Correct me if I am wrong but all of this code has been around for a while, MS just changed their stance about releasing their source as required under the GPL. It would seem this is just a move to avoid lawsuits over them violating the GPL. I mean congratulations
in abiding by the rules of GPL like the rest of us, but this isn't really anything new. The Hyper V tools are cool and keeps Hyper V competitive with ESX, but I think most people have been using them for a while we just didn't have access to the source. Personally,
I think the GPL is flawed and stiffles innovation, because people work best when there is a profit to be made. However I must express a big "meh" over this announcement.
Not to put too fine of a point on this, but Microsoft has had stores before. There used to be a Microsoft store in San Francisco at the Metreon, there was another in NY and another in Seattle. All of them failed. What has been described about these new stores
sounds exactly like the old stores I visited.
Also, you make the rather bizzare statement that Microsoft has found that having multiple OSes didn't work. You may want to do some product research about the company you work for. Microsoft currently has: CE, Mobile 6, Vista and Server 2008. XP has platform
specific versions, such as Media Center, Tablet Edition and various Embedded versions. For Google to have one version of their OS for phones and another for netbooks, seems rather obvious due the different demands of both devices. Balmer has proven himself
to be a bit of an idiot when it comes to his statements regarding things he doesn't like, but I don't think you should blindly walk in his footsteps just because he is your boss.
I would like to say that I am really excited by the idea of the this new "ultramobile PC", however it has some serious flaws - besides battery life - that will doom the device before it goes to market. The first major flaw, is that it is designed for
technology currently available to any distributer for mass production, rather than the next wave of technology that will be on the market when this device goes on sale. While I expect prototypes to use off the shelf equipment, because you want a proof of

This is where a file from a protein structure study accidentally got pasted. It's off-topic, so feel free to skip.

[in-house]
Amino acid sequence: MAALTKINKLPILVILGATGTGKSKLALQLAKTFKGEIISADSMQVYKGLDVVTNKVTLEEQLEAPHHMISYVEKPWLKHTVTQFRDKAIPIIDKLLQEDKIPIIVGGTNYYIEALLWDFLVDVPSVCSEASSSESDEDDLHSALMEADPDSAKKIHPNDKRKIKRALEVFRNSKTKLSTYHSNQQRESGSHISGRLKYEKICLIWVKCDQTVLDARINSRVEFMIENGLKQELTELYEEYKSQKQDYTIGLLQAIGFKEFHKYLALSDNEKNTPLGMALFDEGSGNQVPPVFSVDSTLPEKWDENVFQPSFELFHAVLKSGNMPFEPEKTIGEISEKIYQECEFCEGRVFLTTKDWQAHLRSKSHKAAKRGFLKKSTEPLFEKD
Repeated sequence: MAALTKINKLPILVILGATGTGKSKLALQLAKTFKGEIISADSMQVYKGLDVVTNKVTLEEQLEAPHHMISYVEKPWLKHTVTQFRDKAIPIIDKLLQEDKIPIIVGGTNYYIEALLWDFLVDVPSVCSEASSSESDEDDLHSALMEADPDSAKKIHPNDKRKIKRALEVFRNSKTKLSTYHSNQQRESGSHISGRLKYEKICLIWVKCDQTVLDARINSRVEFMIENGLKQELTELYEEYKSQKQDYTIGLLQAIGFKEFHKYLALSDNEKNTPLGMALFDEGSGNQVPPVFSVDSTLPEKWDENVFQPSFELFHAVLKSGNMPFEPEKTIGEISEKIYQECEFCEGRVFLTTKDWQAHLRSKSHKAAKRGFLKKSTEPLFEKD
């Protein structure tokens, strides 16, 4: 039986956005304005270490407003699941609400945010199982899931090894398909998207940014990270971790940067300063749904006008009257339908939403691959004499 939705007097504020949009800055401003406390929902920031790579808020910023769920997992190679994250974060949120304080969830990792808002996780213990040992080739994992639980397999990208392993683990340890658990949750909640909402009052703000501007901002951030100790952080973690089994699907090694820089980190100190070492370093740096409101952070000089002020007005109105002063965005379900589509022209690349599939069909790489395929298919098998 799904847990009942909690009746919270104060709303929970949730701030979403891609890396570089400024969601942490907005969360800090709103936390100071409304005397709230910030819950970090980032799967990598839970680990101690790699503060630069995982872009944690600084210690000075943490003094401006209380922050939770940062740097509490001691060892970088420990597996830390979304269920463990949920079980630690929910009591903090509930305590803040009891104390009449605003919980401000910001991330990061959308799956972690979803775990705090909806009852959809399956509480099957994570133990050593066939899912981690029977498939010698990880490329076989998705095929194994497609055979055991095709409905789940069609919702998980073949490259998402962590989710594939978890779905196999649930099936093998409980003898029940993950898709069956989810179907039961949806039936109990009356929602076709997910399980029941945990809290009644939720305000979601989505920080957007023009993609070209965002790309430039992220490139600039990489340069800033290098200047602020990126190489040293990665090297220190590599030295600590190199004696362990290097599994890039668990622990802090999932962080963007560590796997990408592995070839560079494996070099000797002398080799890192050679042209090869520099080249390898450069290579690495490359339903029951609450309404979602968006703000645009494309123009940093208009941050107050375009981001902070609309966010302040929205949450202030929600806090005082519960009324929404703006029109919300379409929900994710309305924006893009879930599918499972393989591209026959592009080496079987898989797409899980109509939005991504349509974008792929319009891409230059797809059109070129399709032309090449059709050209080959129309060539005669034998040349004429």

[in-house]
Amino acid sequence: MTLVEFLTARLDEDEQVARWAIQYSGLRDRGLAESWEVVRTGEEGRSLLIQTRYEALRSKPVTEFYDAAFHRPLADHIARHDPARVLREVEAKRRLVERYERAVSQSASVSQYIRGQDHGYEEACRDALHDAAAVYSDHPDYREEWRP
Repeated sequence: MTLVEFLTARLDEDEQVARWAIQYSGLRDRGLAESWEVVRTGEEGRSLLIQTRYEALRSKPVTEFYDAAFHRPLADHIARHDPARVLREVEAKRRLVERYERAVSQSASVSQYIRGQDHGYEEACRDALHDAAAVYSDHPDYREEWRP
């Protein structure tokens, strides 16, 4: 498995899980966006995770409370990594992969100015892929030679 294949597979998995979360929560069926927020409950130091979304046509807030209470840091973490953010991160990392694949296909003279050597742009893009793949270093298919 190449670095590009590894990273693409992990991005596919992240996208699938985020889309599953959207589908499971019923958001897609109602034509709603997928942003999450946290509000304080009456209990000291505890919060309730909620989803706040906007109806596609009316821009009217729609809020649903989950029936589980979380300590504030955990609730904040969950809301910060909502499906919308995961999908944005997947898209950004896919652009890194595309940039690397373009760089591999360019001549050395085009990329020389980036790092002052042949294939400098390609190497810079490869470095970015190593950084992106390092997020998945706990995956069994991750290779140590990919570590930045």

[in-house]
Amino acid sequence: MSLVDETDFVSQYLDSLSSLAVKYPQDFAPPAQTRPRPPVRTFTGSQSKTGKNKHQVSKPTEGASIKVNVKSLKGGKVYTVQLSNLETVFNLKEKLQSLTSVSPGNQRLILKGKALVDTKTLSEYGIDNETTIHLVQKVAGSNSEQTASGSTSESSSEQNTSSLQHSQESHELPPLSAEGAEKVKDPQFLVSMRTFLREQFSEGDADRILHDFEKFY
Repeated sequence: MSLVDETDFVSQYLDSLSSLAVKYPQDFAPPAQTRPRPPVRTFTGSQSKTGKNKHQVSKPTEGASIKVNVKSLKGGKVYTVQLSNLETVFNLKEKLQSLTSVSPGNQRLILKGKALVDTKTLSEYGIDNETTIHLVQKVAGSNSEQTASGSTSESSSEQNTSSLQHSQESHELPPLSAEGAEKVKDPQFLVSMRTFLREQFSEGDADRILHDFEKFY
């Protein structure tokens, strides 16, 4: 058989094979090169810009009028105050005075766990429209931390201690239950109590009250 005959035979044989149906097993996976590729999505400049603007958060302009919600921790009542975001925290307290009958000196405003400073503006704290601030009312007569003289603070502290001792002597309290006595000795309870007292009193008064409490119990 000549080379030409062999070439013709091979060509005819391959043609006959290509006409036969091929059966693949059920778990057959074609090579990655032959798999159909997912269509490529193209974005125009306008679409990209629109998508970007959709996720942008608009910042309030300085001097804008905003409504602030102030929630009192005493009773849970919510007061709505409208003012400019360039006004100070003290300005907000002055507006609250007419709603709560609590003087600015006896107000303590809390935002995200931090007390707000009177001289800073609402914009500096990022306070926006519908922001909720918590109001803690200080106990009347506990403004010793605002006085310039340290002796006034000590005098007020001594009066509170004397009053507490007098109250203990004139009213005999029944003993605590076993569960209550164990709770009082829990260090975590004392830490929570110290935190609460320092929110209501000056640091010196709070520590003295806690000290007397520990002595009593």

concept that can be tested rather than deal with the bugs of prototype equipment, planning your release product around such hardware makes your device obsolete before its even released. If I may be so bold, I would outline what the specs of this device should
1366 x 768 7" screen. This may seem rather high resolution however the device should be aiming to capture the HD market and this will make text much more readable. In terms of scale check out Dell's high end 800x600 PDAs, the text is basically the same
resolution as a paper page and awesome for reading off of, however a PDA is a tad small for reading a book off of - which is the beauty of this Ultramobile.
The processor is fine, people go batty over processors, but Transmeta and Intel both produce excellent low voltage processors that will only get better by the time this goes to market.
Dedicated graphics chip. This should be a seperate chip for aiding in video decoding. A seperate chip will enhance battery life and opens the possibilty of HD decoding. Of course not all Mfc's will implement this, but those that want to use this device
as a home MCE extension will.
A new specialized version of Windows or Vista. This is the biggest flaw I see so far. If they go to market using a full copy of Windows Tablet Edition, they will miss the market by a mile. This device should be using something with an interface that is
something half-way between CE and Media Edition. Kill the Start button, because it just doesn't work for this kind of device. Also, this device doesn't need half the overhead that Tablet Edition comes with.
Drop the VGA port. When they were putting this together they kept picking up their laptop. First of all Vista is killing VGA, second this device doesn't need to be connected to a monitor its not a laptop. If you want to implement a means of connecting
it to another screen etcetera, implement a wifi connection to a portable docking station.
I could go on, but I feel like I am starting to rant, so I will stop. I think what bugs me the most, is I could build what he was holding right now (sans all the ports) for under $1000. What, I was hoping to see was a nifty interface that would make this
system a bridge between my phone / desktop. Honestly if this device has halfway decent handwriting recognition, I take this with me everywhere rather than my PDA / Laptop.